the peoples' health needs during campaign season, but claimed
none of these benefits obligated people to vote for them.
One campaign worker said all the parties distribute these
benefits as "demonstrations that they care," and claimed that
any candidate who did not do so would come in last. For this
reason, few expect newer parties with less resources to
capture a large percentage of the vote.

5. Petro said his campaign simply does not have the funds to
compete with his wealthy opponents from traditional parties.
He claimed the Liberals and Conservatives in Monteria were
outspending his campaign by ten to one on publicity, not
counting the additional cash payments and other goods they
are distributing. PDA representatives also claimed the local
newspaper, ZZZ, refused to sell them advertising space or
give them any kind of coverage. Melendez said he must
conduct his campaign on foot, as he doesn't have funds for a
car. Both of these PDA candidates said the first goal of
their campaign is to convince people they should vote for
candidates based on their platforms, rather than their
pocketbooks.

6. Questions also remain about the financing of some local
campaigns. A September 9 article in Colombia's leading daily
newspaper, El Tiempo, reported that several candidates in
Cordoba and Sucre are receiving political (and possibly
financial) support from former officials who have been jailed
because of suspicion of links with former paramilitaries.
The article accused the jailed officials of trying to
hand-pick their successors in order to continue exerting
influence in the region. U party candidate Jorge Carlos
Barraza did not deny meeting with jailed officials, claiming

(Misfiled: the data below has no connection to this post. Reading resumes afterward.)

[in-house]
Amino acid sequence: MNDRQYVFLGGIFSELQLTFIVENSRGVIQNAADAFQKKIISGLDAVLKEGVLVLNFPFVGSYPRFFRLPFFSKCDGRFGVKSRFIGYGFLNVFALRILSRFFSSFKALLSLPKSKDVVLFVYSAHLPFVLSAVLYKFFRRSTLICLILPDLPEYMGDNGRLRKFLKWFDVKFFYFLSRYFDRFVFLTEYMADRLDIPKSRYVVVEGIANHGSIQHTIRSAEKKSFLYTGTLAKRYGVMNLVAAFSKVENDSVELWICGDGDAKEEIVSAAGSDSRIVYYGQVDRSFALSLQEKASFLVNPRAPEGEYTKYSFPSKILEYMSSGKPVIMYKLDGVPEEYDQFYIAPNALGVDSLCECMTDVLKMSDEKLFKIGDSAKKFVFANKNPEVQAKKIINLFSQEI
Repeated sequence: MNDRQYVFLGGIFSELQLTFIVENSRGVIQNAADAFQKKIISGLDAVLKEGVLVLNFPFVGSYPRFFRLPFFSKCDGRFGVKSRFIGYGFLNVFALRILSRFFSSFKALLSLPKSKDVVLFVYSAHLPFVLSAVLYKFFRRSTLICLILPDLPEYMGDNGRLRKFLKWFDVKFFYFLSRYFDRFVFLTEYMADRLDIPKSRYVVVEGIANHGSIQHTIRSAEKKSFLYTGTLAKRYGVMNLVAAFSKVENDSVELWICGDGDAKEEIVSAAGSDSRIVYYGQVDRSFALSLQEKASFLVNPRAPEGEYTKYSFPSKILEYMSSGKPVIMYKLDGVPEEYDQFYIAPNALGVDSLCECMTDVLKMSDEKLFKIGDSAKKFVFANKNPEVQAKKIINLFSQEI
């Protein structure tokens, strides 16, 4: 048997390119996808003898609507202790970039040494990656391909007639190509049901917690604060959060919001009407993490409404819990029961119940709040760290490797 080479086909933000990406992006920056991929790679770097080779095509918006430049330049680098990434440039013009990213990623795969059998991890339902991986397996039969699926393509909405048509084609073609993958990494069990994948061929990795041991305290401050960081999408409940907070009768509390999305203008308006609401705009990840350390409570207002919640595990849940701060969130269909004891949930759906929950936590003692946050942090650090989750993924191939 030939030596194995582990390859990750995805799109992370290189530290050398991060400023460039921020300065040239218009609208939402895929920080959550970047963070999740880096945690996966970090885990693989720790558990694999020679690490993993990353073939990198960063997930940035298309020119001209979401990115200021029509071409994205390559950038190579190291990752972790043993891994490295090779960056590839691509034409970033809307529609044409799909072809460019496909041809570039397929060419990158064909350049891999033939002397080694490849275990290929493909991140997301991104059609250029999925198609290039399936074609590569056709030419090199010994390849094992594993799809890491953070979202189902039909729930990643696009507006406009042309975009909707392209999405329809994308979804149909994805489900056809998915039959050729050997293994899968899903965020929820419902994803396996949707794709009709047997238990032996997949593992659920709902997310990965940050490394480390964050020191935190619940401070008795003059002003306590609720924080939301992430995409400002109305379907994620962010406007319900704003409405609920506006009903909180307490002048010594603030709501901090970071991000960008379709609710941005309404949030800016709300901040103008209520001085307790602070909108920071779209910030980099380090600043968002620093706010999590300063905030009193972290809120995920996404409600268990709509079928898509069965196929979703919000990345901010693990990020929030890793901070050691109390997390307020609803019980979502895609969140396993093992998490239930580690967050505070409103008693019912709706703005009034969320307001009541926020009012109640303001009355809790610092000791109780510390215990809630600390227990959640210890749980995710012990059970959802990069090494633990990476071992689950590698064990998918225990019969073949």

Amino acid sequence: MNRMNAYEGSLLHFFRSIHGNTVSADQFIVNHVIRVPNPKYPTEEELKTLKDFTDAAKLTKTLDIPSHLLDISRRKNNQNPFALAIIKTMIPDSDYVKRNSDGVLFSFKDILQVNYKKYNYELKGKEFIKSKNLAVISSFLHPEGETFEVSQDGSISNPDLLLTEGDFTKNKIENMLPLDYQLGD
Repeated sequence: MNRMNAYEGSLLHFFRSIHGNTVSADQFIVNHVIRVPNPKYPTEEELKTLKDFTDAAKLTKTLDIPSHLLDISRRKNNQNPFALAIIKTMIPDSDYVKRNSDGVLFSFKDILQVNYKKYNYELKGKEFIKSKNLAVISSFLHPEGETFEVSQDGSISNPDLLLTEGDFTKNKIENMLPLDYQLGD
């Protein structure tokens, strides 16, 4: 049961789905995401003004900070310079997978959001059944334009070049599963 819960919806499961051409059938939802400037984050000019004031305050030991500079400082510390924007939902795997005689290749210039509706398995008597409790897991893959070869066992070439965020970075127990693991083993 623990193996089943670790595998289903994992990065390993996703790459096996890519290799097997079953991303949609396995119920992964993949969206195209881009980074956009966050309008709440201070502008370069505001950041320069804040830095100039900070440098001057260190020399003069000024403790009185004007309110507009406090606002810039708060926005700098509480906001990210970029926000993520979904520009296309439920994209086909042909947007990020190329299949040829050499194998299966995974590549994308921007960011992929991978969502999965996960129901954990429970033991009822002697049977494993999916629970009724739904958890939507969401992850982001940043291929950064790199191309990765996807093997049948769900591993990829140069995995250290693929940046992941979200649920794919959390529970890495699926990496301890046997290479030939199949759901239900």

it was his "Christian duty" to visit those in prison.
Liberal party candidate for Governor of Cordoba, Marta Saenz
even published a full-page ad in the local newspaper stating
her alliance with the jailed Cordoba officials. She told us
she believed them to be innocent of any wrong-doing and that
there was nothing wrong with receiving support from them,
since they have not yet been proven guilty.

----------------------------------------
GOC TAKES STEPS TO ENSURE FAIR ELECTIONS
----------------------------------------

7. PDA and U Party candidates accused incumbents of using
government subsidies to obtain votes by threatening people
they would lose their unemployment or housing benefits if
there was a change in the ruling party. However, ZZZ at the
Inspector General's office (Procuraduria) in Monteria, said
she had received no official denouncements of such activity.
She said the Procuraduria will investigate any official
denouncements it receives regarding government officials
currently in office, while the Attorney General's office
(Fiscalia) investigates all claims of vote-buying by aspiring
candidates.

8. The national police in both Sucre and Cordoba said they
collaborate with local military forces to organize security
for political candidates while they are campaigning. Col.
Rodriguez said the police accompany candidates when they
travel to smaller towns, and coordinate with the military to
provide increased protection. Toro, like Rodriguez said his
office is committed to keeping the candidates safe during
elections, and that so far, there have been so problems
regarding the candidates.

9. In order to assure unbiased enforcement of voting
procedures, the National Registrar re-assigned local
registrars from their home departments to posts in other
departments. These newly arrived registrars are currently
training elections workers to be vigilant for voting fraud
and to enforce strict controls. Each registrar's office will
be checking records to ensure that everyone votes only in
their designated district. In order to avoid complaints that

people are using cell phone cameras to take photos of their
ballot and receive payments later for their votes, the
registrars will be requiring all cell phones be turned off
before entering the voting booth.

10. Also in order to investigate charges of illicit funding
and over-spending in political campaigns, the National
Elections Commission assigned three special magistrates to
each department to analyze financial records of all political
campaigns. These new investigative units were created on
August. 28, 2006, and they plan to issue reports of their
findings every month. The three magistrates recently
assigned to Sucre said it may be difficult to reach any
conclusions prior to the October 28 elections, but they will
report any evidence they do find. These new measures
demonstrate the new level of commitment the GOC is placing on
ensuring free and fair elections in October.

Brownfield